Elder abuse “includes physical, sexual or psychological abuse, as well as neglect, abandonment, and financial exploitation of an older person by another person or entity, that occurs in any setting (e.g., home, community, or facility), either in a relationship where there is an expectation of trust and/or when an older person is targeted based on age or disability.” The statistics are staggering with approximately 5 million people in the U.S. affected. Research has shown that 1 in 10 elder adults living at home suffers abuse and about two-thirds of all victims are women. It is now recognized as a global problem that needs to be addressed by a multitude of people and organizations. These include health care systems, medical practitioners, social welfare agencies, policymakers, caregivers, and the general public. The widespread implications of elder abuse concern everyone involved in the care of the elderly.
The Elder Justice Roadmap Project was developed with five priorities critical to reduce elder abuse and to promote independence and justice. The five priorities are as follows: public awareness and coordinated responses in services, education, and policies, research on cognitive functions and mental health, caregiving, economics or costs of elder abuse, and increased resources. Experts and stakeholders were selected to implement these priorities and provide clinicians, educators, and researchers with resources to help the elderly who are experiencing any form of abuse or neglect. It also provides guidelines for the engagement and investment by policymakers to secure advancements in combating these issues at the local, state, and national levels.
The most important aspect relating to elder abuse is preventing it from occurring in the first place. Everyone involved in the care of the elderly, from family and friends to medical professionals, needs to be educated and made aware of the types and signs and symptoms of abuse. This was one of the top five priorities that the Roadmap considered crucial to understanding abuse. It is also essential for caregivers and the public to be made aware to allow the elderly to maintain their health and independence and to receive justice when infractions do occur.
Surprisingly, elder abuse and neglect occurs most often to the elderly in their own homes and in nursing homes where their physical and emotional well-being should be guaranteed. It is pervasive across all races, economic statuses, and genders and causes a downward spiral in their physical and emotional health causing undue suffering, and the risk of premature death triples when they suffer abuse. While child abuse has been in the spotlight for many years and laws and policies have pursued justice for all children, elder abuse has not received the same attention and policies and regulations have been slower to be passed. According to the Roadmap, elder abuse is grossly underreported and deserves as much attention paid to it as has child abuse.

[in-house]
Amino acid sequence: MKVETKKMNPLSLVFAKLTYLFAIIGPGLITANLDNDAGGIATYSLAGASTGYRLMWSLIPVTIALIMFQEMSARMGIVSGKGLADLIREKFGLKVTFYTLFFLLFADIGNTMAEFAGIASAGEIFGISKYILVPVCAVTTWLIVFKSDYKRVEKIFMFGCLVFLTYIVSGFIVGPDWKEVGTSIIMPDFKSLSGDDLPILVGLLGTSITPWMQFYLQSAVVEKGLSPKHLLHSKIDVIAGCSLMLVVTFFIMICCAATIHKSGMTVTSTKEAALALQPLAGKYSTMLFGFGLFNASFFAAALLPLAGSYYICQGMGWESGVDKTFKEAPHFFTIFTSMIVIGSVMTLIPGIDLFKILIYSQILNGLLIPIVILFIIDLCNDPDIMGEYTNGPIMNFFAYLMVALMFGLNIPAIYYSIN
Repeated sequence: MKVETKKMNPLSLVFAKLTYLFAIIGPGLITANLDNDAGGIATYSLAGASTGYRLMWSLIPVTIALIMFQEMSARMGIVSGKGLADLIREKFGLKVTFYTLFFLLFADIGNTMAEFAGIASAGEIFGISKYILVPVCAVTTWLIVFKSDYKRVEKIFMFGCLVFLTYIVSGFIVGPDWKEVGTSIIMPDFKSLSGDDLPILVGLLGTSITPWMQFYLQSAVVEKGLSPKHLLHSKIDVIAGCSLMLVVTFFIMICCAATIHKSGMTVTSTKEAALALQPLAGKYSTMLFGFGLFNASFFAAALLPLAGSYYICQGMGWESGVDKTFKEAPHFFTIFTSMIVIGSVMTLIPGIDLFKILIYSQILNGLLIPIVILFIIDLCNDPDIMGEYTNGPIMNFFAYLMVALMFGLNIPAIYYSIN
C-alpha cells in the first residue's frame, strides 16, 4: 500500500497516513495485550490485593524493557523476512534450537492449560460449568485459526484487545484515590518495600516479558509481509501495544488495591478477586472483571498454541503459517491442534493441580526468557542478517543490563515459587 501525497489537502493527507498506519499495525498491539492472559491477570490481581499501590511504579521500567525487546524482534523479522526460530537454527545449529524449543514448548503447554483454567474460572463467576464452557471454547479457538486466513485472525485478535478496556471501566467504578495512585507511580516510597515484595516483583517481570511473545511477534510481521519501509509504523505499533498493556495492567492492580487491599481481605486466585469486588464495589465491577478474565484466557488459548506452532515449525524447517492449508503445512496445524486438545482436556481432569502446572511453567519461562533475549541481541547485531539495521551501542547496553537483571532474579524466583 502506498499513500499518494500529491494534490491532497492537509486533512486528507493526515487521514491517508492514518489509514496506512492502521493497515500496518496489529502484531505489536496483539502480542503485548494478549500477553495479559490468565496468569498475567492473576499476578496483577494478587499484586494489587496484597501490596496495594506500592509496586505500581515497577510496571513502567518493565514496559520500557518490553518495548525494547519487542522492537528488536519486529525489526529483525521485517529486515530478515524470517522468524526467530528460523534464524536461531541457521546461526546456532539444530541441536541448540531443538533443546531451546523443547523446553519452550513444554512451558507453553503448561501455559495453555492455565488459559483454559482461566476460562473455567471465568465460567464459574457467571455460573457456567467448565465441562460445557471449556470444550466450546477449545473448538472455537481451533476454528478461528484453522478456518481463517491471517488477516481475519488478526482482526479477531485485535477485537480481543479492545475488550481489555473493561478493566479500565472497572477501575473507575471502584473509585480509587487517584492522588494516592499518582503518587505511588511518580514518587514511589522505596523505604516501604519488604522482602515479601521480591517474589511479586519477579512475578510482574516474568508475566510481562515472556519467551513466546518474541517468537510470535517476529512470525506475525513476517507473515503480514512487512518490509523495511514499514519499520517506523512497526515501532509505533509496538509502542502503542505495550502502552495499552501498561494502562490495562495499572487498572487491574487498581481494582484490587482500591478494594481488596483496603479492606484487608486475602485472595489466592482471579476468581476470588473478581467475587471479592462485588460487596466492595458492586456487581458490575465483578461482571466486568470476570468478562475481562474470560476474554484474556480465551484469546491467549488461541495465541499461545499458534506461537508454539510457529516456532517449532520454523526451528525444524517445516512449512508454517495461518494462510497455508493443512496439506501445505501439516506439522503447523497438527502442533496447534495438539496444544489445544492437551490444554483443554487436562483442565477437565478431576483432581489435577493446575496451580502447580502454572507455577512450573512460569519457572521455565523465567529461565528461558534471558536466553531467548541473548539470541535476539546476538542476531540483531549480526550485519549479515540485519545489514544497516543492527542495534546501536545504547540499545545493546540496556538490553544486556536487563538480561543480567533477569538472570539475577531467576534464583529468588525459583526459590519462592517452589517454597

Elder abuse is a complex issue for all parties involved in preventing and identifying it. The factors that are involved are numerous—a child abusing or neglecting a parent who has dementia or Alzheimer’s disease, a professional in a nursing home denying a patient medication or a treatment that has been prescribed by his/her physician, sexual abuse of a patient by another patient in a long-term facility—and that the interventions that are currently available to family, friends, professionals, and the public have not helped to decrease the number of people who are abused each year. The Roadmap has touched on some very sensitive and alarming issues that need to be addressed, and prevention, investigation, and interventions need to be broached with sensitivity to cultural norms.
The Elder Justice Roadmap was successful in its initiative to create partnerships between those who currently work in fields that already address elder abuse issues and critical allies in areas that are not directly related. While the problem of elder abuse is presently in a critical phase, it is encouraging that there are solutions available. This project is only the beginning of interventions that need to be created to reduce the suffering of those experiencing elder abuse. The priorities, first wave actions, and universal themes all have brought up important ways that those who are involved in the care of the elderly can begin to immediately address some of the more immediate issues. Those who were involved in the creation of this report agreed that there needs to be a continuation of the research and work already performed that includes the extension and coordination of the implementation of set goals, contacting policy-makers, those who can fund projects, and finally, to explore ways to continue pursuing the priorities that have already been identified. Communication between all parties needs to be maintained to continue with the success of this project.